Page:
Home News CPL Associate Watch, Day 4: Lamichhane can't be hit, Saad takes a...

CPL Associate Watch, Day 4: Lamichhane can’t be hit, Saad takes a step back


Only two Associate players got time on Day 4, as Canada’s Saad Bin Zafar was again in the eleven for the Zouks, and Sandeep Lamichhane continued to star for Jamaica.

Saad Bin Zafar, Canadian all rounder, seen here with St. Lucia Zouks (photo: CPL)

In the early game, Saad Bin Zafar once again bowled in the power play for St. Lucia Zouks, bowling the second over to a hungry St. Kitts and Nevis Patriots opening pair. Unlike his efficient powerplay in Day 3, Saad was hit. Chris Lynn began the over with a double to deep cover, followed by a pull that evaded a sleepy square leg fielder for four before handing over strike to Evin Lewis with a single to the leg side. Lewis did even better, smashing a four and a six down the ground before finessing the final delivery to backward point for four again. Sadly, this would be Saad’s lone over for the game, as Mohammad Nabi and Roston Chase dominated from there. Saad ended the innings with the one over for 21 runs and no wickets.

In the first innings, Saad got his batting debut in the CPL, coming in for Cornwall in the 18th over. Saad scored one run on his second ball, a quick single to point to get Mohammad Nabi on strike. From that point, Nabi took control and pummeled 28 runs off the final 10 balls to give the Zouks a very competitive total of 172, which they defended and won by a margin of 10.

Sandeep Lamichhane, Nepal and Jamaica Tallawahs (Photo: CPL)
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On Day 3, I mentioned that a Sandeep Lamichhane “bad day” is the kind of bad day most bowlers would take. On Day 4, he had the kind of good day that most bowlers only pray for. From the time he entered in the 9th over to his final ball in the 15th, the Nepali Nightmare haunted Guyana’s batsmen, reminding us that it’s all risk and no reward when Sandy is on his day.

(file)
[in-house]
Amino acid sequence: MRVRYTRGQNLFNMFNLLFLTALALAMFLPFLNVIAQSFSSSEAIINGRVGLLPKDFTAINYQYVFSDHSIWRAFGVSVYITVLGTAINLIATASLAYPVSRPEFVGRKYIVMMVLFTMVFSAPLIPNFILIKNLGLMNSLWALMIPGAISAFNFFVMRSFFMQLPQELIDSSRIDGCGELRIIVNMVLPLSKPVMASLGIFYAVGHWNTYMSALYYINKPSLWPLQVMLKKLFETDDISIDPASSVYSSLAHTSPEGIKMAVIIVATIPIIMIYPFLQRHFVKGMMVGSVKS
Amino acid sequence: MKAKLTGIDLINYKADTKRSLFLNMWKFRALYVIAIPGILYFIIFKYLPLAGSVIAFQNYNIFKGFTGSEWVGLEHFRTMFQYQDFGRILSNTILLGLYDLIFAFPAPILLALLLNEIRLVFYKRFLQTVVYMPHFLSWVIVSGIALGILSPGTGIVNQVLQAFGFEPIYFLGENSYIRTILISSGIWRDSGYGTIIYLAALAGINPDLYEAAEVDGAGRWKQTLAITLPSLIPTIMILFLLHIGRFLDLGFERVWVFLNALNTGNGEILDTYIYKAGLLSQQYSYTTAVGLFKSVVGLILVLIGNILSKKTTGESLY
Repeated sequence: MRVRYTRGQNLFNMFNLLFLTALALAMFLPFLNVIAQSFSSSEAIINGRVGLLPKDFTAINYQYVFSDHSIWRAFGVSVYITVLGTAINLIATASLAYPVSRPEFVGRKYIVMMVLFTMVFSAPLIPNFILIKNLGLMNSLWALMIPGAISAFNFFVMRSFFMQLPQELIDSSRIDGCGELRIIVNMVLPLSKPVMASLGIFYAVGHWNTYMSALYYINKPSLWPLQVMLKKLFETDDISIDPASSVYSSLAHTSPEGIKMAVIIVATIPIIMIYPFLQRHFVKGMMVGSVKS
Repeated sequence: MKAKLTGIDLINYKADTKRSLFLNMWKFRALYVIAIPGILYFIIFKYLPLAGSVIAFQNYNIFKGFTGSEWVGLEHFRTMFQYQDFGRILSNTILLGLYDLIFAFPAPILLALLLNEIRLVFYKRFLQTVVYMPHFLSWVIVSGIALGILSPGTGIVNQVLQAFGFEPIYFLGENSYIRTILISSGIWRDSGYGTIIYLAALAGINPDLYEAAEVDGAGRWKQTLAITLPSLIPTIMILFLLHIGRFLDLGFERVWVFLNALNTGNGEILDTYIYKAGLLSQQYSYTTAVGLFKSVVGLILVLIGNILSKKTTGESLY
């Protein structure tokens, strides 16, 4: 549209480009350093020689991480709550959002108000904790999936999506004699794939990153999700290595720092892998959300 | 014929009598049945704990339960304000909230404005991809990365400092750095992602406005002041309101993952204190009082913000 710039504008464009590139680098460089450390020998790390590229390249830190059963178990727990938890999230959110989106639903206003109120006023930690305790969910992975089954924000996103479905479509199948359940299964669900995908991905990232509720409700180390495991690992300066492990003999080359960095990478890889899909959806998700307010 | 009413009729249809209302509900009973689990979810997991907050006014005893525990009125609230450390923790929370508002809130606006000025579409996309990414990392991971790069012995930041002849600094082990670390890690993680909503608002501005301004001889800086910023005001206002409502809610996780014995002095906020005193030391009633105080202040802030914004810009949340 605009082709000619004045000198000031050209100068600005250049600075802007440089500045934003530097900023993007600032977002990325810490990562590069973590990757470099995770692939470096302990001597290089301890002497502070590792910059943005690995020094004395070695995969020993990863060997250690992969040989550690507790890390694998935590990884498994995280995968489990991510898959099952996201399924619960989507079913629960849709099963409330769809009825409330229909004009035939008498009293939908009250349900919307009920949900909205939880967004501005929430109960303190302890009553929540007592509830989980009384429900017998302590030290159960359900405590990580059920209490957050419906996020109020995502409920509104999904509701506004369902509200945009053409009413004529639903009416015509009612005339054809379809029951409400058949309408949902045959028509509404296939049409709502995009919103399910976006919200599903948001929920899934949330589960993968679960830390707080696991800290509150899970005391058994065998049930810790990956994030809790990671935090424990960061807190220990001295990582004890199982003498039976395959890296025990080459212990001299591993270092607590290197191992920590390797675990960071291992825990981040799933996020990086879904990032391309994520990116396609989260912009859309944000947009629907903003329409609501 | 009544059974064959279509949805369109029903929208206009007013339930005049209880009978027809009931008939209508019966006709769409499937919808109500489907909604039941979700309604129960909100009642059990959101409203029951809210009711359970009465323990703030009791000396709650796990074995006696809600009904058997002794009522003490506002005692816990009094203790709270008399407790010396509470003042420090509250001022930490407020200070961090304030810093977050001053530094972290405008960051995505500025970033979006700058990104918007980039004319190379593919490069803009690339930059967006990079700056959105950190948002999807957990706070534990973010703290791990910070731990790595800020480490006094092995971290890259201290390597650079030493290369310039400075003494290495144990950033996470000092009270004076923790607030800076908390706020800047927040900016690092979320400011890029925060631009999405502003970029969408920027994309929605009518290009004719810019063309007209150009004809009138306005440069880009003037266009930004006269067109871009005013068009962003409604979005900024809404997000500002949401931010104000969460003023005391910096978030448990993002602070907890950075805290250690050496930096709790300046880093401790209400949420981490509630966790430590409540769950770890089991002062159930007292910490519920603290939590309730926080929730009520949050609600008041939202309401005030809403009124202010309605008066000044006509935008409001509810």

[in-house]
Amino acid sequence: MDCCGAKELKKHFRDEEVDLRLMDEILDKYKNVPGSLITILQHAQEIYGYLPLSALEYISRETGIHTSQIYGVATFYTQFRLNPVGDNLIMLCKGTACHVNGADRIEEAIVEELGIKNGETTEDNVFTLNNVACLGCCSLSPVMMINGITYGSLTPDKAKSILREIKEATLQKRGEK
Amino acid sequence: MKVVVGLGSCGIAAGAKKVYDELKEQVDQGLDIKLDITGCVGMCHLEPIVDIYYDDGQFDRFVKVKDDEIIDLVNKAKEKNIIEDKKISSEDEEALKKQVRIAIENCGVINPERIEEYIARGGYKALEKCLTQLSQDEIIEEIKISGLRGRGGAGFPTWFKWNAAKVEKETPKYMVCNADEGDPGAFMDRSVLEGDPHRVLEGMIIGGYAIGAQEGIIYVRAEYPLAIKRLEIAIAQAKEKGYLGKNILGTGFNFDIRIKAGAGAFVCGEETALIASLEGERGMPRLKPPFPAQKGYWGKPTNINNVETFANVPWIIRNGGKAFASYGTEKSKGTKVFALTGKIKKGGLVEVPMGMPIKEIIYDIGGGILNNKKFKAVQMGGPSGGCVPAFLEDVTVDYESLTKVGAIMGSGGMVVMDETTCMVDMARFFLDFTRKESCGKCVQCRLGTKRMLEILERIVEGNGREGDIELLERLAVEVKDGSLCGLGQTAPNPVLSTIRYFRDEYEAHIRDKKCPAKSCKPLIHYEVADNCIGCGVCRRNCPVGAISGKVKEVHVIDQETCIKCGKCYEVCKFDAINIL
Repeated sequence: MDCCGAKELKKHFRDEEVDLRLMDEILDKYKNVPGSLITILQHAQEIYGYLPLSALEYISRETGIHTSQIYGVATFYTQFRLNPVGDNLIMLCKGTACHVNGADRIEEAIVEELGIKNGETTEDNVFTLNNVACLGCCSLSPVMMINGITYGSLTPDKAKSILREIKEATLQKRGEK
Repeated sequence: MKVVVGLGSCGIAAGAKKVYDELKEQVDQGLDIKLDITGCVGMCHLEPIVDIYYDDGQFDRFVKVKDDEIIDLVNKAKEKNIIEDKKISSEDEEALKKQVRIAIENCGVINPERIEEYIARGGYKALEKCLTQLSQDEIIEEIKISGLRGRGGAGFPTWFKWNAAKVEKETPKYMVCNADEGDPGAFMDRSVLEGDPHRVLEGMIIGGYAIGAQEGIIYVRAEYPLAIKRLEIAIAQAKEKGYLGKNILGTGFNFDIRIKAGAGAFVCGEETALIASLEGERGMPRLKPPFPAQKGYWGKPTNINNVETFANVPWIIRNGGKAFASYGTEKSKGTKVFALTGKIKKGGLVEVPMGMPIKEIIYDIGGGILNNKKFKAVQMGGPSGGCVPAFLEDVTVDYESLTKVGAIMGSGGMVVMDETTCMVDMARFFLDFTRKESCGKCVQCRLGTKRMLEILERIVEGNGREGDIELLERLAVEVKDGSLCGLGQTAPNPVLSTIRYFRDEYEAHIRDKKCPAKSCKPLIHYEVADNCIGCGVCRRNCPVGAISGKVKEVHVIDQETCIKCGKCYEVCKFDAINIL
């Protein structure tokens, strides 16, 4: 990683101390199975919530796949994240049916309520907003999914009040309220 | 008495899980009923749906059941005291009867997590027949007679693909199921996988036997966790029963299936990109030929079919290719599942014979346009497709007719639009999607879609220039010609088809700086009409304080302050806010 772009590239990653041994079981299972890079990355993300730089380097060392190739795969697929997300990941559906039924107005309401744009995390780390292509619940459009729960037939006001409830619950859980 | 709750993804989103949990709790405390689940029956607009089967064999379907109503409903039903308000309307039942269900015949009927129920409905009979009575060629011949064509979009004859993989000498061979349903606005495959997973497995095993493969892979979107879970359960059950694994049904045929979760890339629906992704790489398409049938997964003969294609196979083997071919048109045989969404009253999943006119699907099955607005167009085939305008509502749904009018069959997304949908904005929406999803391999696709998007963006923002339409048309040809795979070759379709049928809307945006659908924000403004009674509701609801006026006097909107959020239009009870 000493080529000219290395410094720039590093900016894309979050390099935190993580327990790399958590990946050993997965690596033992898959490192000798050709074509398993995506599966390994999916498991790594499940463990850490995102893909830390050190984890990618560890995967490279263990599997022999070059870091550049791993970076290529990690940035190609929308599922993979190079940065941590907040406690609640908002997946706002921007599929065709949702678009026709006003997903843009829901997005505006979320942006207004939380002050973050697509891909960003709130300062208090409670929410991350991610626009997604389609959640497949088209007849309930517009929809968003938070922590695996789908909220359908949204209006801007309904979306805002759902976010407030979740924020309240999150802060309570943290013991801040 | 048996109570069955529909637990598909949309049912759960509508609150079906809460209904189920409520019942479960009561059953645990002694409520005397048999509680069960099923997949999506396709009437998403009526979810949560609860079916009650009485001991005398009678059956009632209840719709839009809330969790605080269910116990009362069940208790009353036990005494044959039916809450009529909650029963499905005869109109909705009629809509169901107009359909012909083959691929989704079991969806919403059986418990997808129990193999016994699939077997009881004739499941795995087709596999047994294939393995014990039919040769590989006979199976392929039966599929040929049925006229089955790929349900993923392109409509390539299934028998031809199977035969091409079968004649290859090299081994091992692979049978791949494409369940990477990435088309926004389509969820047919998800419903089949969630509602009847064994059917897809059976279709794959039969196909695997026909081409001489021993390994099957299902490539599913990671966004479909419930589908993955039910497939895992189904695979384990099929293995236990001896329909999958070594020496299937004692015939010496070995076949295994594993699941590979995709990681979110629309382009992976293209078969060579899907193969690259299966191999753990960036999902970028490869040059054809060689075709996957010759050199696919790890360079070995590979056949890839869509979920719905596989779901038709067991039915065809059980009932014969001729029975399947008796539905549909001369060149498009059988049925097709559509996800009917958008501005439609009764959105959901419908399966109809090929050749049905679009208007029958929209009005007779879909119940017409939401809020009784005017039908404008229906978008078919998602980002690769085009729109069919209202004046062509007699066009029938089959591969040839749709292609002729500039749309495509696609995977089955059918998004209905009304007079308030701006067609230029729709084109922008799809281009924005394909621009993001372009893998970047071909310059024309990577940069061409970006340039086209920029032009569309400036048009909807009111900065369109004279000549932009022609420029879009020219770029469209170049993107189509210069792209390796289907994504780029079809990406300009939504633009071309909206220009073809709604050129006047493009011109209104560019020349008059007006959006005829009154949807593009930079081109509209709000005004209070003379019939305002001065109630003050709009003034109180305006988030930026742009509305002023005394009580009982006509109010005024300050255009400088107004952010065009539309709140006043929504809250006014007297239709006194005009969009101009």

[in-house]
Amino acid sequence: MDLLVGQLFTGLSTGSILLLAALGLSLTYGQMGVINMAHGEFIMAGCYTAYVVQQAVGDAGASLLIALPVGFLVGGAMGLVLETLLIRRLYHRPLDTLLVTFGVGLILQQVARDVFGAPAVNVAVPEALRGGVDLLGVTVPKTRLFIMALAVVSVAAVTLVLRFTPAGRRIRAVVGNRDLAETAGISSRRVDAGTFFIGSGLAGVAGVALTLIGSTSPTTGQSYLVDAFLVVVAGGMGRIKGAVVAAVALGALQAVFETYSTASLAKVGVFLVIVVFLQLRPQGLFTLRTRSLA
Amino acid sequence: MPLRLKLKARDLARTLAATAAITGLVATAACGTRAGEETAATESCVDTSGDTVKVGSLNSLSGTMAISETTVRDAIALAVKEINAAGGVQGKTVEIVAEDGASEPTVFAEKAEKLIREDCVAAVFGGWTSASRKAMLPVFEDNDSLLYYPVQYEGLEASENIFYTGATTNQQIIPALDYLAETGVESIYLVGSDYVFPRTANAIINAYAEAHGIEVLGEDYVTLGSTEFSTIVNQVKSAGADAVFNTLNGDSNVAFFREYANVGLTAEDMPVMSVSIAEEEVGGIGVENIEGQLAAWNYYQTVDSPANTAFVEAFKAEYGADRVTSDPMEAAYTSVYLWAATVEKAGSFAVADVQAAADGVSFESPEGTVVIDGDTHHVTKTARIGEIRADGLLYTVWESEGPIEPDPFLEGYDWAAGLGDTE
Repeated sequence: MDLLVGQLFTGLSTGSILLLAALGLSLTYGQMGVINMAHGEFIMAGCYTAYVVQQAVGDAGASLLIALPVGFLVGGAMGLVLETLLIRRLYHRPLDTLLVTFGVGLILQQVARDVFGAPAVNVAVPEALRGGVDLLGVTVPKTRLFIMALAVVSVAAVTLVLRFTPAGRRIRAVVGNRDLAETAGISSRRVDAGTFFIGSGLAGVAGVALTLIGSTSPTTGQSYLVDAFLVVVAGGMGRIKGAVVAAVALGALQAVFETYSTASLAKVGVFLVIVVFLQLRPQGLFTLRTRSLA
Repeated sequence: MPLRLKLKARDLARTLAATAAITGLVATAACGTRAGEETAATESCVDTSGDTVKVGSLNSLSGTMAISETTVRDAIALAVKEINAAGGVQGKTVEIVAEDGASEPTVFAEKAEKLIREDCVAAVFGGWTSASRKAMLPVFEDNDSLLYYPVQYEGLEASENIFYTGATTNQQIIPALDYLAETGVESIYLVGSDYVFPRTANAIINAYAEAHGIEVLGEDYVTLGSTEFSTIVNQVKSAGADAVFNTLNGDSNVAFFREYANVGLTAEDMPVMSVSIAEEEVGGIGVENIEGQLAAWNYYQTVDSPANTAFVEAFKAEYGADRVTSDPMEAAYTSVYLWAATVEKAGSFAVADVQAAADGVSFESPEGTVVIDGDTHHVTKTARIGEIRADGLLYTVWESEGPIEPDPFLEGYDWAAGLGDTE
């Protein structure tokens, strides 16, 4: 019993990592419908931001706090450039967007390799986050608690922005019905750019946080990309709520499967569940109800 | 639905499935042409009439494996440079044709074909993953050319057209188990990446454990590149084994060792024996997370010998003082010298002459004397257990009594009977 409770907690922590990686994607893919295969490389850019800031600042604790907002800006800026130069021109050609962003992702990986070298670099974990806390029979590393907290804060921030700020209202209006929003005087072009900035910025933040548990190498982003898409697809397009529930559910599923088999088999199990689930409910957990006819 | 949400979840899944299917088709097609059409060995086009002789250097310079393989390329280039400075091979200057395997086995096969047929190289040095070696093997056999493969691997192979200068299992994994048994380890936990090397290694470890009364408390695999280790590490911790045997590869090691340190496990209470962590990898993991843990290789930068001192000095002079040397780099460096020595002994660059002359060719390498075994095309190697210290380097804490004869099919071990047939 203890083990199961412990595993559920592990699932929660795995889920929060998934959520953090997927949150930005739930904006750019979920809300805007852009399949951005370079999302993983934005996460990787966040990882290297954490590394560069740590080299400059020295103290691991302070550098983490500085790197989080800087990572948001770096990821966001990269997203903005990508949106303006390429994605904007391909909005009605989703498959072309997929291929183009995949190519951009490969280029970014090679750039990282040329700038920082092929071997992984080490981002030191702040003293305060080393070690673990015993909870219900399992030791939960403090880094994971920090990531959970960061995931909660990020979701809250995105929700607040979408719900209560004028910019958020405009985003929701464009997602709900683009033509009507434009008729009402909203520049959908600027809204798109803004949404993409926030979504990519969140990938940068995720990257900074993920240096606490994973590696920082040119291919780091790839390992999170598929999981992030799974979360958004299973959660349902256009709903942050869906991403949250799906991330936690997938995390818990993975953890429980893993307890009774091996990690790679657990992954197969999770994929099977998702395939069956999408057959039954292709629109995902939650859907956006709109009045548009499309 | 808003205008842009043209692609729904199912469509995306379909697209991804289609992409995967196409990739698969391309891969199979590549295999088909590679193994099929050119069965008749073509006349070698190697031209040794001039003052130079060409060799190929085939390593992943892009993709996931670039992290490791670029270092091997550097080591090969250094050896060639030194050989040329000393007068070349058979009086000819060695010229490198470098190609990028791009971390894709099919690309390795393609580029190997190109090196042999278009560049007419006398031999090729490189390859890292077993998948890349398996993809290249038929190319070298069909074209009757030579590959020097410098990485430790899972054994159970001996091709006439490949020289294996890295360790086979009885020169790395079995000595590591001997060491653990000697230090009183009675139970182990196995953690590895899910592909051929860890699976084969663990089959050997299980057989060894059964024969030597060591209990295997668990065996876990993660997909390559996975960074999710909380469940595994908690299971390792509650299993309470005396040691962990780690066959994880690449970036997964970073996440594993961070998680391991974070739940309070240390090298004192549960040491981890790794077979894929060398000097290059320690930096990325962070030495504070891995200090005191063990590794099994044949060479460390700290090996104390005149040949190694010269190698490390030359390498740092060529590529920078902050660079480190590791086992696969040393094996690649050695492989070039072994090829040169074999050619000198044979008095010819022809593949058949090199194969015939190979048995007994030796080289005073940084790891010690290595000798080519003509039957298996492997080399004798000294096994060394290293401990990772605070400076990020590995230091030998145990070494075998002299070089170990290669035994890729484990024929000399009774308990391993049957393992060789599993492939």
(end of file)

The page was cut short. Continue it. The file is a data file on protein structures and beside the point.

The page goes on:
Sandeep’s first over featured a steady dose of googlies played into the field for only 2 runs by Sherfane Rutherford and Ross Taylor. Continuing in the 11th, Sandeep tempted Rutherford with a short and wide googly that the lefty couldn’t get much of, and it was caught easily at short third man by Mujeeb. The over would end with four dot balls to fresh meat Keemo Paul. In the 13th, Taylor and Paul had to settle for 3, as Paul struggled to guess the correct delivery and played at the air. After Brathwaite put Keemu Paul out of his misery in the 14th, Sandy doubled the trouble by bowling Chris Green behind his legs in the 15th. Dipping and pitching a bit less full than the shuffling Green expected, the ball turned from middle and leg just enough to uproot leg stump and put Guyana in a 93/7 hole. Sandeep ended with the mind-bending figures of 4 overs, 8 runs, 1 wide, 2 wickets, and also faced 3 balls with the bat for zero runs before being out LBW to Imran Tahir.

Sadly for Sandeep, Jamaica’s batting fell just short of the puny target of 119. Andre Russell (52 off of 37), backing himself as apathetically as possible, was within striking range but failed to convert. After taking Jamaica to 22 needed off of the final 10 balls, Russell waved off singles, lost his shape, swung and missed, and scored only once (a six) from his 9 ball share.

In a game which had no shortage of careless superstars, three players from underdog nations stood tall: Nepal’s Sandeep Lamichhane, and Afghanistan’s Mujeeb Ur Rahman (4 overs, 18 runs, 3 wickets) and Naveen-Ul-Haq (4 overs, 22 runs, 1 wicket). This is a trend we wouldn’t be surprised to see take shape, so please stay tuned for more.

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Nate Hays
Nate Hays
Fielding All Rounder, played a lot of baseball. Born in Maryland, lives in North Carolina, not from a ‘cricketing nation'...yet!


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